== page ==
New research coming out of New York may help pave the way for policymakers looking for fact-based guidance on how to re-open the U.S. economy.
n these uncertain times, people are struggling to find their footing as new information about COVID-19 presents itself daily. Rather than providing reassurance, the constant barrage of content seems to have muddied the public’s perception and understanding of the disease. Now more than ever, people are looking for answers.
Media outlets and task forces have done their best to keep the public informed in this constantly shifting information landscape. A recent article in The Atlantic, entitled “Why the Coronavirus is So Confusing,” provided a comprehensive guide to the ongoing pandemic.
In the article, author Ed Yong explored a number of topics ranging from the virus, to the disease, to the research, etc. But towards the end, Yong speculates that the modern world and its future will continue to hang in the balance while the present remains uncertain.
One way to ground ourselves in reality and collectively plot a path forward is through facts — cold, hard facts that speak loudly and clearly.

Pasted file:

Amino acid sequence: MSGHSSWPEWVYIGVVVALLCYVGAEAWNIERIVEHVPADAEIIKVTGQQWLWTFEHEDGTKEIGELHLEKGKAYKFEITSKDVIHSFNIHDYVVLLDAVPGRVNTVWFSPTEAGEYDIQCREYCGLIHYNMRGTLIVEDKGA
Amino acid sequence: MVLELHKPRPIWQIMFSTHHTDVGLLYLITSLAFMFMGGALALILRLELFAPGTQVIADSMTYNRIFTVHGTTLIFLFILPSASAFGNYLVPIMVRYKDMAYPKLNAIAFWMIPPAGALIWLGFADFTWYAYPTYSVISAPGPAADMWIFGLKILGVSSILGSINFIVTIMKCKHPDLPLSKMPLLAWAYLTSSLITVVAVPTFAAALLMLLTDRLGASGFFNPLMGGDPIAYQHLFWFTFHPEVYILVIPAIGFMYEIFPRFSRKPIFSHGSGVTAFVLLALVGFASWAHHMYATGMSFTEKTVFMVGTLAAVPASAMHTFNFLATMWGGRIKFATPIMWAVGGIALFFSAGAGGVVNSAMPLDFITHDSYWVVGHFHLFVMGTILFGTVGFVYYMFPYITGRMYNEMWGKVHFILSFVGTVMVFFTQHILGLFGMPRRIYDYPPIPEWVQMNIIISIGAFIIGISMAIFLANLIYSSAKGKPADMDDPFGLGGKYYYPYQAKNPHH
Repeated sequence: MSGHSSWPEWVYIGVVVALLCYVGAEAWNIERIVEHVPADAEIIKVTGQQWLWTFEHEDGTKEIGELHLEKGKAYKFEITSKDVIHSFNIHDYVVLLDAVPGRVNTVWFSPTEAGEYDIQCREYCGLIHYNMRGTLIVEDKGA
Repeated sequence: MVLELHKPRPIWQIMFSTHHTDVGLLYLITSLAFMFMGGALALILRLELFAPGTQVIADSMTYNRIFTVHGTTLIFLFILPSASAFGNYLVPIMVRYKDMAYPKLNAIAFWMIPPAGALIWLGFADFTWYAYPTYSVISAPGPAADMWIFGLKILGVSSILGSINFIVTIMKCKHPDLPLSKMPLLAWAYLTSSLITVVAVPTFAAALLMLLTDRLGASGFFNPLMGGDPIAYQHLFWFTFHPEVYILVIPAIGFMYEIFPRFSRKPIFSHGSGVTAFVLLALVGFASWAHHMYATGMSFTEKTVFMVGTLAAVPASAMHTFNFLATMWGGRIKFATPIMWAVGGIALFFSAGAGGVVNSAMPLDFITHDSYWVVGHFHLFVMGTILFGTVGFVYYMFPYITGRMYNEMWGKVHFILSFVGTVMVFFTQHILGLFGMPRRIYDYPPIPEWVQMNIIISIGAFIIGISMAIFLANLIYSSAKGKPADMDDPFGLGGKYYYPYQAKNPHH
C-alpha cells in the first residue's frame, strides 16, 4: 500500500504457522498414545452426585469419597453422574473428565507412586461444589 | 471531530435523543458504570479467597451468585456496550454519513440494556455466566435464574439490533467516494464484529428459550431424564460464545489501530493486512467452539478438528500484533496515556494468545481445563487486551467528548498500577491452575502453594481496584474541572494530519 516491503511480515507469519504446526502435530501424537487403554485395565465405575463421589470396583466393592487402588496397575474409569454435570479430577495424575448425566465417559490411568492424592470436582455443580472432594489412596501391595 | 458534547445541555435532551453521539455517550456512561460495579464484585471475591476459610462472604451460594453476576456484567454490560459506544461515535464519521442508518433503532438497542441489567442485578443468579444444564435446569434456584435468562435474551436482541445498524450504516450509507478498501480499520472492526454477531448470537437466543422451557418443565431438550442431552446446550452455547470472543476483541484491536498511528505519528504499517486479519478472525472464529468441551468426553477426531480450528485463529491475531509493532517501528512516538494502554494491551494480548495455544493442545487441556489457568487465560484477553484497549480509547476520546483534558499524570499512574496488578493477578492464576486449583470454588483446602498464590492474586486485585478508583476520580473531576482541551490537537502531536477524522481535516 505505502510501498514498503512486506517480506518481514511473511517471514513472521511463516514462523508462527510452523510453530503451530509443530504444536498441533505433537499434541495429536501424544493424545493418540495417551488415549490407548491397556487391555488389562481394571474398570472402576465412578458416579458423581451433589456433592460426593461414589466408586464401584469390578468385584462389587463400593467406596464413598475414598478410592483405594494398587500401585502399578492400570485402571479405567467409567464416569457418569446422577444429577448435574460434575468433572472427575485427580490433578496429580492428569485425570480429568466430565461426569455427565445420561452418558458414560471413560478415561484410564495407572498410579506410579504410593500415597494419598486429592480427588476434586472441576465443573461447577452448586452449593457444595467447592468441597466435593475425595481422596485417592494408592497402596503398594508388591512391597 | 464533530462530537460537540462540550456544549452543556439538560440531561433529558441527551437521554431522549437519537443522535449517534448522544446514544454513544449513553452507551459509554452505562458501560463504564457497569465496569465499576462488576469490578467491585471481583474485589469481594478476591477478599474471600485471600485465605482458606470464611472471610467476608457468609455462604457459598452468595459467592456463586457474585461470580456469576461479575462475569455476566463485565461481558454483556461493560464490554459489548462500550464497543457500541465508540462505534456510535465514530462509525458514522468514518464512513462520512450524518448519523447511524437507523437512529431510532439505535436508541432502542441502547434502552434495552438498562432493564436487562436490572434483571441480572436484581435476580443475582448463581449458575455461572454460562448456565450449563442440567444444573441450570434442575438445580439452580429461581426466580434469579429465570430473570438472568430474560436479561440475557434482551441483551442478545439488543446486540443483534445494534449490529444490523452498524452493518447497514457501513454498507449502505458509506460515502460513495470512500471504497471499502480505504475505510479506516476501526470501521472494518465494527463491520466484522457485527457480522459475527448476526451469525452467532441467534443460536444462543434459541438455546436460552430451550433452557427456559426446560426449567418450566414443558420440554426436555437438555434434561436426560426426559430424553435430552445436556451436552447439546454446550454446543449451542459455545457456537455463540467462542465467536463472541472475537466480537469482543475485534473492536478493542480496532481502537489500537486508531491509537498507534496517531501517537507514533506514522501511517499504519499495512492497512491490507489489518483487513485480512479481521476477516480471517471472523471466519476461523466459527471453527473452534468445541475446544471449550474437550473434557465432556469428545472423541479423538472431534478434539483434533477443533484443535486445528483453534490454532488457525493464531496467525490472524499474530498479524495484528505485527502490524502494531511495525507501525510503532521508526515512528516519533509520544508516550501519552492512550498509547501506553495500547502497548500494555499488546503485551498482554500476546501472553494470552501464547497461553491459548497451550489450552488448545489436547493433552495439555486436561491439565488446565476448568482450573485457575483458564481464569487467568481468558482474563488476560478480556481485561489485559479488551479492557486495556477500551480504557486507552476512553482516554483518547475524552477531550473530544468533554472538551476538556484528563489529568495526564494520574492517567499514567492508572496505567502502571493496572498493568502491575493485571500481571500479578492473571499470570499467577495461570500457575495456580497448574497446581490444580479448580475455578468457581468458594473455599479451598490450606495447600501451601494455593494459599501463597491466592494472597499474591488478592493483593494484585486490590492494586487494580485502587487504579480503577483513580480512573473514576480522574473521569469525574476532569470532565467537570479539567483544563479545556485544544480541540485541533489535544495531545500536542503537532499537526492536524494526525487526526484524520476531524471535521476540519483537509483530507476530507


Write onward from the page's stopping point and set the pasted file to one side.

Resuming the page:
FTI Consulting conducted a study looking at the prevalence of underlying health conditions among COVID-19 deaths in New York City. What the team discovered, definitively, was that among the 5,742 COVID-19 deaths reported by New York City Department of Health and Mental Hygiene (as of April 11, 2020), at least 77% of the deceased patients had data available pertaining to underlying health conditions.
These findings have huge implications for policymakers and regulators. As we’ve seen in recent moves in many states to open the economy back up, debate about future health implications is fierce. By understanding which groups of people are most at risk during this pandemic, leaders can provide more targeted public health care guidelines and defend their decisions adequately as we try to return to a sense of normalcy.
To discover more about the research and what it means for policymakers, click here to read the report.